Interested in taking a cross-country trip this summer but can't afford the airline ticket? Perhaps your hacking skills can help.

United Airlines has launched a bug bounty program in which it'll pay users to seek out, find and report security issues instead of going public with them. That sounds great, right? The only issue is that United aims to reward security researchers just as it does its regular customers: with airline miles. You know, the kind of miles that are often the butt of jokes about blackout dates and destination restrictions.

The program comes just a few weeks after security researcher Chris Roberts found himself in a whole heap of trouble after tweeting about an apparent plane network vulnerability during a recent flight. When his flight touched down, FBI agents were waiting for him.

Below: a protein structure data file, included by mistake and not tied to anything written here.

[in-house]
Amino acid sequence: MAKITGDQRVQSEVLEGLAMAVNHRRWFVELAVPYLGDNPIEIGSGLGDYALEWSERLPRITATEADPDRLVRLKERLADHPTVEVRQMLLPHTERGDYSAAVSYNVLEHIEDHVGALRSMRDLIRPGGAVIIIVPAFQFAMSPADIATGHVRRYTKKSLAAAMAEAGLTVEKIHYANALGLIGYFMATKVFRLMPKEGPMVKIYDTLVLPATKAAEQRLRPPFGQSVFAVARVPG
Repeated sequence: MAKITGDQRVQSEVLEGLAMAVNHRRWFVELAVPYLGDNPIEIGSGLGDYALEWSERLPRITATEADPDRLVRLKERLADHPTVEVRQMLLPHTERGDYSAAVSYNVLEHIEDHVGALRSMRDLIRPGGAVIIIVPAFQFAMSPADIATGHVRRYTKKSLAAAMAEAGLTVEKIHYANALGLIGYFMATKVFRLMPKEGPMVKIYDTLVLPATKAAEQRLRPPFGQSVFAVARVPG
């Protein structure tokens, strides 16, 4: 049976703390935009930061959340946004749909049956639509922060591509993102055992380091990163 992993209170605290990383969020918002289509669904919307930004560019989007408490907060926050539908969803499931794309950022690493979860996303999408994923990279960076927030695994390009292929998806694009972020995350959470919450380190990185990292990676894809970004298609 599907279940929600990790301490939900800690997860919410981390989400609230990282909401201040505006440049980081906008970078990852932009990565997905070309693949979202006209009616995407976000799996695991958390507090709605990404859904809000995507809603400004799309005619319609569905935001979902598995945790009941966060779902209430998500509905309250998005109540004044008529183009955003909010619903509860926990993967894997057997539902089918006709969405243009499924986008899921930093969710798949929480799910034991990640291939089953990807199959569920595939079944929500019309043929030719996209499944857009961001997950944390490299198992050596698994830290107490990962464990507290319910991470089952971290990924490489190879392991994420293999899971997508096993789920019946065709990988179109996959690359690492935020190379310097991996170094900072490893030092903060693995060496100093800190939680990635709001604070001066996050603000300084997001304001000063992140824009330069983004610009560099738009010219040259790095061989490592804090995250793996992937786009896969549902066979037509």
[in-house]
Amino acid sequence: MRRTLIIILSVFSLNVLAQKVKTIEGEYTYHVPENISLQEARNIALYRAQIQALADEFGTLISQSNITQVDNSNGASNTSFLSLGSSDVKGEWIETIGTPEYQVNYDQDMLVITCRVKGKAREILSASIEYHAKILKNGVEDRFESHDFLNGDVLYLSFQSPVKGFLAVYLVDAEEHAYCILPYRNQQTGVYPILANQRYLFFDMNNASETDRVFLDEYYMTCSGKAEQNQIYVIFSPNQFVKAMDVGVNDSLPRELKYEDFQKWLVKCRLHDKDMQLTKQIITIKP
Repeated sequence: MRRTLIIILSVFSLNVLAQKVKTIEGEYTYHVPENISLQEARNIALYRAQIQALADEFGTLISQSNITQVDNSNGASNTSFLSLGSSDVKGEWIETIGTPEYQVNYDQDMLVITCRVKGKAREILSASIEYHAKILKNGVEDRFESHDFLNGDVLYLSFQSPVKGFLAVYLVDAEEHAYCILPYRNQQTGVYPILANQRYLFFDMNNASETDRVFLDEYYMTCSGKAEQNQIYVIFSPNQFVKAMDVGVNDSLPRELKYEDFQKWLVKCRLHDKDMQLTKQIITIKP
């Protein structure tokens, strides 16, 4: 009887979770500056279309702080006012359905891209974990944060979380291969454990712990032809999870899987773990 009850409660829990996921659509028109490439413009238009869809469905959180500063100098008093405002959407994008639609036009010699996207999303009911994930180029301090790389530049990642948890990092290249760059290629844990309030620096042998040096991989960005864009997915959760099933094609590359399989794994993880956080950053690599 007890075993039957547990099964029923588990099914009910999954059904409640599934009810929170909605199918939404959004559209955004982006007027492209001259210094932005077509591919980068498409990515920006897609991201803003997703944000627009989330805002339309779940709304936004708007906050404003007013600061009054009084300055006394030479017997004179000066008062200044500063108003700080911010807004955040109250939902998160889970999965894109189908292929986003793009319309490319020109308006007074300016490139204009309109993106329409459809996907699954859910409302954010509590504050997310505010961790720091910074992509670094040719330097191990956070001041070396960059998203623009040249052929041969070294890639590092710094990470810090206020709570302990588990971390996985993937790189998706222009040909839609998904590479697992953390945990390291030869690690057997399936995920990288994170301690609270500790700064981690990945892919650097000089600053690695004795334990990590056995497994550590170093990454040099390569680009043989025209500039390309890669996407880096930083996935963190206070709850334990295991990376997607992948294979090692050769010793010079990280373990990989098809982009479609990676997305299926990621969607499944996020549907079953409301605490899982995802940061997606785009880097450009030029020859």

As Forbes notes, he was questioned for four hours and had all of his electronics - iPad, MacBook Pro, three hard drives, a flash drive and some USB sticks - seized. He reportedly got to keep his phone but considering all of the other devices were encrypted, they may not have been of much use to authorities.

Besides the obvious fact that United is offering to pay in miles instead of cash like everyone else, United's bounty program doesn't invite users to seek out vulnerabilities within its aircraft. Instead, the airline wants help in finding issues as it relates to their website and apps.

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